“You will be leaving for college in August, and all of us in the family share your excitement as you begin this new chapter. Perhaps you can help me with something that is on my mind. I have heard about how freshman students can fall into a heavy drinking scene, and that worries me. Maybe if we talk about what you think about drinking, I might feel a little better. Would you mind giving me a few minutes to chat about this?”
“You’ve probably heard a lot about alcohol in school, and I would like to talk with you about it as well. I feel like I would not be a good parent if I did not talk to you about something so important before you leave for college. Do you mind talking with me for a few minutes about this?”
Helpful Pointers to Consider
- Ask first: Ask your student about their views on alcohol and college life.
- Listen: Listen to your student. Listening is the most important part of good communication. While you listen attentively, try not to be critical.
- Give constructive feedback: share the facts, and debunk myths. Refrain from blanket statements like “Students who get drunk are stupid. Beware of using scare tactics such as “If you drink, you will flunk out of college” to influence your student; this approach may backfire.
- Help plan: Help your student plan ways to handle peer pressure. Brainstorm ways in which your student can respond to offers of alcohol. Responses can be as simple as “No thanks, do you have any soda?” or “No thanks, I have a huge test tomorrow.”
- Share your experience: Be prepared to discuss your own drinking. Be honest in your answers. Your student may ask if you drank alcohol when you were underage. If you chose not to drink, explain why. If you chose to drink, share an example of a negative consequence of your drinking. If you are an active drinker, be prepared to talk about why social drinking is OK for you but not for your student.
Step 3: Keep the Conversation Going
After the initial conversation, continue to talk with your student about alcohol. It is common for conversations about alcohol to happen at more than one sitting, and for the depth of the conversation to evolve over time. Keeping the communication lines open can let your student know that you are there to discuss drinking and that you will continue to support them in making informed choices.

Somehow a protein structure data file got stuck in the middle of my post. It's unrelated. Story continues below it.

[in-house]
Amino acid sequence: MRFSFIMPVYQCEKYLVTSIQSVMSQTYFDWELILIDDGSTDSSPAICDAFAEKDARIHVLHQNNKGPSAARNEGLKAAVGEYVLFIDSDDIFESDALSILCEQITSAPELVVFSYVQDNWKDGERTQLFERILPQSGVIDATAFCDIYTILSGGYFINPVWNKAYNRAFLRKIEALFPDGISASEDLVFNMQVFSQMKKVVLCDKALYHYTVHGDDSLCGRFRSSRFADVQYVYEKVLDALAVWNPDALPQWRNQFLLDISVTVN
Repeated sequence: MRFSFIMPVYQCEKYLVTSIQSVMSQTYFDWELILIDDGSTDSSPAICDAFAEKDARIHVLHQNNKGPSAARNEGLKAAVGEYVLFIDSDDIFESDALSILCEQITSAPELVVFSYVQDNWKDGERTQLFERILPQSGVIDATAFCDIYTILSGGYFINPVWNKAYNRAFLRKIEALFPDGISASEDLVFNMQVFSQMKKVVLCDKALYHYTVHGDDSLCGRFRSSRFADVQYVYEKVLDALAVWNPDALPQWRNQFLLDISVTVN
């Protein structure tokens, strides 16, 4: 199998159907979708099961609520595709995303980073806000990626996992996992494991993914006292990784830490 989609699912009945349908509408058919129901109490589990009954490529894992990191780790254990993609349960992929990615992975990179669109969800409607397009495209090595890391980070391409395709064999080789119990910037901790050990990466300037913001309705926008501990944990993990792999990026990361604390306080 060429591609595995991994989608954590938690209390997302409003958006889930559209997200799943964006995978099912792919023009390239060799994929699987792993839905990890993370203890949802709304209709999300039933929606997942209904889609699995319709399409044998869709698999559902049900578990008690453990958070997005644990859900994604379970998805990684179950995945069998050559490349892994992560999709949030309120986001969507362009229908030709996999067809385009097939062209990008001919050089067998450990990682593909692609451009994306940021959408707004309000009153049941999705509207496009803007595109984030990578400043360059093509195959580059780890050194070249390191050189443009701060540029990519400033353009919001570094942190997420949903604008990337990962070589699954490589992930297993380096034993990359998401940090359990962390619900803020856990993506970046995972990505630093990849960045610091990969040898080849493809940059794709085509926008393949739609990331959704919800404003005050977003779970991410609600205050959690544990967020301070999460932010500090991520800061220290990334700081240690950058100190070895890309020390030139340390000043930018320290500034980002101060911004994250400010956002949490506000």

Once your student leaves for school, you can still be available to talk, listen, and provide support.
Ways to Stay Connected
If you think your student has a problem: Be aware of the signs of an alcohol use disorder by your student. These may include lower grades, unavailability or reluctance to talk with you, trouble with law enforcement, or mood changes. If you believe your student may be having trouble with alcohol, it is important to find the most appropriate help. For more information and 24-hour-a-day assistance, call 865-974-HELP.
UT is actively working to keep students safe, healthy, and informed about the effects, risks, and consequences of alcohol use. Encourage your student to learn about and take advantage of the following programs, resources, and procedures.
Student Conduct and Community Standards
Student Conduct & Community Standards (SCCS) develops student integrity and accountability through an educational, consistent, and equitable conduct process.
According to the Student Code of Conduct, SCCS may hold students responsible for incidents involving the use or possession of alcohol and/or drugs. Several Standards of Conduct relate:
- Standard 18: Alcohol Related Misconduct – University Property or Activities
- Standard 19: Alcohol Related Misconduct Prohibited by Law
- Standard 20: Providing Alcohol to Underage Person
- Standard 21: Drug and Drug Paraphernalia
Sanctions for conduct violations include, but are not limited to:
- Educational Activities/Classes
- Disciplinary Probation
- Deferred Suspension
To learn more about the Code of Conduct, the student conduct process and types of sanctions, visit studentconduct.utk.edu.
Parent Notifications & FERPA Waivers: In accordance with state law, SCCS will send a letter to parents or guardians regarding an alcohol or drug violation if the student is under twenty-one (21) years of age. Staff members cannot speak to parents or guardians about the specifics of a student’s incident without the student submitting a signed Family Educational Rights and Privacy Act (FERPA) waiver.
The University uses the following definition of possession: “the direct control of a substance or property, actual knowledge of a substance or property and/or being in such close proximity to the substance or property that it is a reasonable presumption that one had knowledge of the substance or property.”
Center for Student Engagement (CSE)
CSE inclusive and innovative opportunities for students to build connections and create community through meaningful involvement, personal development, and co-curricular learning to enhance their Volunteer experience.
Through the CSE’s Campus Events Board (CEB), our community is offered a balanced and diverse range of events, drawing thousands of people to our numerous events throughout the year. From speakers to comedians, game nights to fine art, CEB enhances the campus community and provides an outlet for students to engage with others. To learn more, visit go.utk.edu.
Student Counseling Center
UT’s primary facility for personal counseling, psychotherapy, and psychological outreach and consultation services. To learn more, visit counselingcenter.utk.edu.